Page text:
Ruskin was repudiated and attacked by every circle and school. The Bishop repudiated his theology; the political economist his social teaching. But one vital fact soon emerged above the sea of criticism. That was the reception of his teaching by the working classes of this country. The appeal to their hearts and imagination was undoubted. They soon realised that one with sympathy for the lives they led was speaking to them

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281 pages, published in 2007

During the writing of this book, which began as a doctoral thesis, I have become indebted to many people. My first thanks must go to my supervisor at Royal Holloway, Professor Gregory Claeys, not least for encouraging my interest in Ruskin and in helping centrally to delineate the scale of the project. I am also very grateful to my back-up supervisor, Professor Penelope Corfield, for support and encouragement during the long haul of finishing a PhD. I would also like to thank the staff of the many libraries I have visited. These include the very helpful staff at the London Library, the archives of the London School of Economics, the Ruskin Library at Lancaster University, the British Library, Senate House Library, the Marx Memorial Library, the People’s History Museum and many other people who have answered my queries with great patience.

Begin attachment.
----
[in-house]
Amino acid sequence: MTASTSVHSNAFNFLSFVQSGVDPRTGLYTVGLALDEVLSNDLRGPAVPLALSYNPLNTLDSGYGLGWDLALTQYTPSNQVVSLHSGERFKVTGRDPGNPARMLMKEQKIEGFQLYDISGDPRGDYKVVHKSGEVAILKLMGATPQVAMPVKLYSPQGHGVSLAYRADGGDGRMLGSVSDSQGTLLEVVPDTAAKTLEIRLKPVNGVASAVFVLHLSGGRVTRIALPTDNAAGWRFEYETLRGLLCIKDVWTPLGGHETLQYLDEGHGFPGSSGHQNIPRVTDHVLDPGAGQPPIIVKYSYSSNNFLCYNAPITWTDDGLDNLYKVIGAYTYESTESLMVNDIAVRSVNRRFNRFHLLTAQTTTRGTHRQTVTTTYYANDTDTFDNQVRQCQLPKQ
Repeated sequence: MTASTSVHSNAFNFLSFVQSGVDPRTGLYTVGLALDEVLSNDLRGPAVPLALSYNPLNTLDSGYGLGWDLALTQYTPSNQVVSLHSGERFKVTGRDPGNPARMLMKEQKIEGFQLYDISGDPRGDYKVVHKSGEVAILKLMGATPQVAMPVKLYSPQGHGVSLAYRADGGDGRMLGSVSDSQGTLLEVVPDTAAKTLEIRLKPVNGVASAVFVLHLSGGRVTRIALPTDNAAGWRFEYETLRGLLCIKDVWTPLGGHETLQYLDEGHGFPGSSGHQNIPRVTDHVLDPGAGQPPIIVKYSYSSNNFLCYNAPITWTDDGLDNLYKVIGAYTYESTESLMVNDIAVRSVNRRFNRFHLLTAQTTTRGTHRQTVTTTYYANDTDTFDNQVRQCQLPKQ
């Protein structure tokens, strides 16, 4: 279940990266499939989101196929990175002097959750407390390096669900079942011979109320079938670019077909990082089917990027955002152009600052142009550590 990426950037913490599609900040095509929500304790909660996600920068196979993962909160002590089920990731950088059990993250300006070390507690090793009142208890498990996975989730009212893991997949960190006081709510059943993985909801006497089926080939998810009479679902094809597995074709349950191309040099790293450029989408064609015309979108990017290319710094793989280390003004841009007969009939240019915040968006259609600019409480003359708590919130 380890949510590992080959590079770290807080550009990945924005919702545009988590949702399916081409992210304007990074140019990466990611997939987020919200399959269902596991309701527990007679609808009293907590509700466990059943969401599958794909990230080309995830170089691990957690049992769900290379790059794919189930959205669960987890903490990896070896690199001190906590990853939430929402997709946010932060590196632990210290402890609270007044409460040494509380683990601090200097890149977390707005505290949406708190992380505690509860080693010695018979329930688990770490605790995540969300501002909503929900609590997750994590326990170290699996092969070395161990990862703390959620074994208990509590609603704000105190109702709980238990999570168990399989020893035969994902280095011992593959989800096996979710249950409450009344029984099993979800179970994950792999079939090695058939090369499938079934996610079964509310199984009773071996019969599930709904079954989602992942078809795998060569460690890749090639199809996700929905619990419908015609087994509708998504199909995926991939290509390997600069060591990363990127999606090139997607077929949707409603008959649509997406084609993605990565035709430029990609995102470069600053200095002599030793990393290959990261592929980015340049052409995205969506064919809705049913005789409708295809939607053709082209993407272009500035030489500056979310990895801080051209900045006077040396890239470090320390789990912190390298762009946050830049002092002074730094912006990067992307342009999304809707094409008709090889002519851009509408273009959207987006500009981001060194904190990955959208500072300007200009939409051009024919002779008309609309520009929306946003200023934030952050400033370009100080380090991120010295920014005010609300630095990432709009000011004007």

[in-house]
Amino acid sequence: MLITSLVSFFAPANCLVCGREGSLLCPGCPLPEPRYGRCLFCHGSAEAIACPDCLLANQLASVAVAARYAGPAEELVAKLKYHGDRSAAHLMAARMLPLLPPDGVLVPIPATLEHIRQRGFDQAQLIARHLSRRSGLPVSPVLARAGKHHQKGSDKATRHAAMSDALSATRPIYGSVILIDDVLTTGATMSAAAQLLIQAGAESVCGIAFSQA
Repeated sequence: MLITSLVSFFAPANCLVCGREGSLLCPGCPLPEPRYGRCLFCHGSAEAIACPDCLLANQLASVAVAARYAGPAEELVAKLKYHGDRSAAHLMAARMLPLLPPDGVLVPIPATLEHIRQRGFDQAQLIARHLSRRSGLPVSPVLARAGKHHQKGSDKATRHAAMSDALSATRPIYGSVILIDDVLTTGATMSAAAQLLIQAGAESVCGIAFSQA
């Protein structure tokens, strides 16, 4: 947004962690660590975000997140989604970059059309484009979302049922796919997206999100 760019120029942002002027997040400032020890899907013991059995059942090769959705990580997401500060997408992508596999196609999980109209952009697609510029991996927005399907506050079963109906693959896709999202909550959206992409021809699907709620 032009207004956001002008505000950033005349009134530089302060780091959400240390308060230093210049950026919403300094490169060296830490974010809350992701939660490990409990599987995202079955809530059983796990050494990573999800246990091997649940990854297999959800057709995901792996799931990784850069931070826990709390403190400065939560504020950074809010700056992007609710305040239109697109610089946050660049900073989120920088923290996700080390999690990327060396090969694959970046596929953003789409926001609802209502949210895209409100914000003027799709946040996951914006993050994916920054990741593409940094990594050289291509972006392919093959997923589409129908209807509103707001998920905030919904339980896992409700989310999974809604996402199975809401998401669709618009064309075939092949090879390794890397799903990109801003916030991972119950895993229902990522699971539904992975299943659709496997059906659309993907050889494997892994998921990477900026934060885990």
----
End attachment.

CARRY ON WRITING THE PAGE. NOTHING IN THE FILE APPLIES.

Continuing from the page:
My thanks must also go to the Rev. Peter Thomson, for taking the time to talk to me about the tradition of Christian Socialism within the Labour movement, and to Dr. Ian Donnachie for expanding my knowledge of Robert Owen. And for practical help in putting this book together, the calm expertise of Richard Williams, Audrey Daly, Carolann Martin, Meg Davies and Elizabeth Munns has proved invaluable.

Two further debts must be acknowledged. The first, to my friend Thelma Stollar, for her constant encouragement and for introducing me to the London Library. The second, and most important, to my family, for their patience and wholehearted support during my research.